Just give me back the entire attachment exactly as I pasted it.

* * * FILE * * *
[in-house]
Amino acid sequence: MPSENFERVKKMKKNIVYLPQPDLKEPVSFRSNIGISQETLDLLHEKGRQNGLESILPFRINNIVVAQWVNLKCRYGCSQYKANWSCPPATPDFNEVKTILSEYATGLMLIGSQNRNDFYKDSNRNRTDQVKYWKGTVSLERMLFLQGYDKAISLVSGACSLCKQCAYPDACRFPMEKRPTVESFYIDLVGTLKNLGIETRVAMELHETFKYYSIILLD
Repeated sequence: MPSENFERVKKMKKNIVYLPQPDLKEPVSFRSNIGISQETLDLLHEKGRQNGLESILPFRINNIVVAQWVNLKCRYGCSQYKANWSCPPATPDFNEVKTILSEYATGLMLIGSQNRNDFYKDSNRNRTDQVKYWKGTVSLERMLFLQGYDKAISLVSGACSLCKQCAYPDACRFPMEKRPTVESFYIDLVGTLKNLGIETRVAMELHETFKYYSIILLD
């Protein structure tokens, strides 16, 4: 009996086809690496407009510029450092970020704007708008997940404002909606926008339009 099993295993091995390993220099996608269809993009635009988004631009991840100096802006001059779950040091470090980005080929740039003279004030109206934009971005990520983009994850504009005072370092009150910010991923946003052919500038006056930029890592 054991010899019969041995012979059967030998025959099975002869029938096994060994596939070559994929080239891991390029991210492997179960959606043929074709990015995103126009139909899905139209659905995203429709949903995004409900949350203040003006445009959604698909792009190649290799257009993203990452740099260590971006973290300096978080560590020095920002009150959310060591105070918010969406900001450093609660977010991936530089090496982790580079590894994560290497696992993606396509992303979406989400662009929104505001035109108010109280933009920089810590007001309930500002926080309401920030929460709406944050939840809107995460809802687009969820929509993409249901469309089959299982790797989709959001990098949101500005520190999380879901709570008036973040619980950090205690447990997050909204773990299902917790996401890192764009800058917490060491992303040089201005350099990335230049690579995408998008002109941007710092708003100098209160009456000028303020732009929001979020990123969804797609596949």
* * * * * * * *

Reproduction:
[in-house]
Amino acid sequence: MPSENFERVKKMKKNIVYLPQPDLKEPVSFRSNIGISQETLDLLHEKGRQNGLESILPFRINNIVVAQWVNLKCRYGCSQYKANWSCPPATPDFNEVKTILSEYATGLMLIGSQNRNDFYKDSNRNRTDQVKYWKGTVSLERMLFLQGYDKAISLVSGACSLCKQCAYPDACRFPMEKRPTVESFYIDLVGTLKNLGIETRVAMELHETFKYYSIILLD
Repeated sequence: MPSENFERVKKMKKNIVYLPQPDLKEPVSFRSNIGISQETLDLLHEKGRQNGLESILPFRINNIVVAQWVNLKCRYGCSQYKANWSCPPATPDFNEVKTILSEYATGLMLIGSQNRNDFYKDSNRNRTDQVKYWKGTVSLERMLFLQGYDKAISLVSGACSLCKQCAYPDACRFPMEKRPTVESFYIDLVGTLKNLGIETRVAMELHETFKYYSIILLD
């Protein structure tokens, strides 16, 4: 009996086809690496407009510029450092970020704007708008997940404002909606926008339009 099993295993091995390993220099996608269809993009635009988004631009991840100096802006001059779950040091470090980005080929740039003279004030109206934009971005990520983009994850504009005072370092009150910010991923946003052919500038006056930029890592 054991010899019969041995012979059967030998025959099975002869029938096994060994596939070559994929080239891991390029991210492997179960959606043929074709990015995103126009139909899905139209659905995203429709949903995004409900949350203040003006445009959604698909792009190649290799257009993203990452740099260590971006973290300096978080560590020095920002009150959310060591105070918010969406900001450093609660977010991936530089090496982790580079590894994560290497696992993606396509992303979406989400662009929104505001035109108010109280933009920089810590007001309930500002926080309401920030929460709406944050939840809107995460809802687009969820929509993409249901469309089959299982790797989709959001990098949101500005520190999380879901709570008036973040619980950090205690447990997050909204773990299902917790996401890192764009800058917490060491992303040089201005350099990335230049690579995408998008002109941007710092708003100098209160009456000028303020732009929001979020990123969804797609596949």